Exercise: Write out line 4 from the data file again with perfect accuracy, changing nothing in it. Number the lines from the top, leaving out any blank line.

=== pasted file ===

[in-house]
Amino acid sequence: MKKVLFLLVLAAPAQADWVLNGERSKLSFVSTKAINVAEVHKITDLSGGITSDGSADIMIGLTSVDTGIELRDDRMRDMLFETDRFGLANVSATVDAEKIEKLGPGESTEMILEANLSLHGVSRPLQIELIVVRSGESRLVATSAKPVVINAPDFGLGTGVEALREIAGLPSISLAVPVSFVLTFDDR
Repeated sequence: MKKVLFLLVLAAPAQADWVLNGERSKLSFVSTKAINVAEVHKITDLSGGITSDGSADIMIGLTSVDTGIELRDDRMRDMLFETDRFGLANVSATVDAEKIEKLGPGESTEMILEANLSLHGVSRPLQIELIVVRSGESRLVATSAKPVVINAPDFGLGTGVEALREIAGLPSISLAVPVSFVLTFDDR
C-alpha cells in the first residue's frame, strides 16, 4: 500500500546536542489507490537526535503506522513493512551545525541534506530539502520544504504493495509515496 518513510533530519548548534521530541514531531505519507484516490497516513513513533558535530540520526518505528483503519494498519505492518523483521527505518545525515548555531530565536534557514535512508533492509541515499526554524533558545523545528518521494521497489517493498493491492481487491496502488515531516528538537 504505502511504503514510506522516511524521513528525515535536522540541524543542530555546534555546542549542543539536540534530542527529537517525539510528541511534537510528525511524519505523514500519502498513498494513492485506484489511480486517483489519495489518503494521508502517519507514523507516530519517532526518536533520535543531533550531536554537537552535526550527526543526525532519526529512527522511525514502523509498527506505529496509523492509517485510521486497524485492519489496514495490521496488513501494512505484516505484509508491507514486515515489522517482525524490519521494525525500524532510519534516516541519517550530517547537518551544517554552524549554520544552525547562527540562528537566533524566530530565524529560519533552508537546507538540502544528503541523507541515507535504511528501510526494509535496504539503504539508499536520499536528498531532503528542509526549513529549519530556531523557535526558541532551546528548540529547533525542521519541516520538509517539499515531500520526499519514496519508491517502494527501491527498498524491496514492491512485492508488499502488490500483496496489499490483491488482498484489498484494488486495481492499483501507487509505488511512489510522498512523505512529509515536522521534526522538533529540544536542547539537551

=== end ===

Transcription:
C-alpha cells in the first residue's frame, strides 16, 4: 500500500546536542489507490537526535503506522513493512551545525541534506530539502520544504504493495509515496 518513510533530519548548534521530541514531531505519507484516490497516513513513533558535530540520526518505528483503519494498519505492518523483521527505518545525515548555531530565536534557514535512508533492509541515499526554524533558545523545528518521494521497489517493498493491492481487491496502488515531516528538537 504505502511504503514510506522516511524521513528525515535536522540541524543542530555546534555546542549542543539536540534530542527529537517525539510528541511534537510528525511524519505523514500519502498513498494513492485506484489511480486517483489519495489518503494521508502517519507514523507516530519517532526518536533520535543531533550531536554537537552535526550527526543526525532519526529512527522511525514502523509498527506505529496509523492509517485510521486497524485492519489496514495490521496488513501494512505484516505484509508491507514486515515489522517482525524490519521494525525500524532510519534516516541519517550530517547537518551544517554552524549554520544552525547562527540562528537566533524566530530565524529560519533552508537546507538540502544528503541523507541515507535504511528501510526494509535496504539503504539508499536520499536528498531532503528542509526549513529549519530556531523557535526558541532551546528548540529547533525542521519541516520538509517539499515531500520526499519514496519508491517502494527501491527498498524491496514492491512485492508488499502488490500483496496489499490483491488482498484489498484494488486495481492499483501507487509505488511512489510522498512523505512529509515536522521534526522538533529540544536542547539537551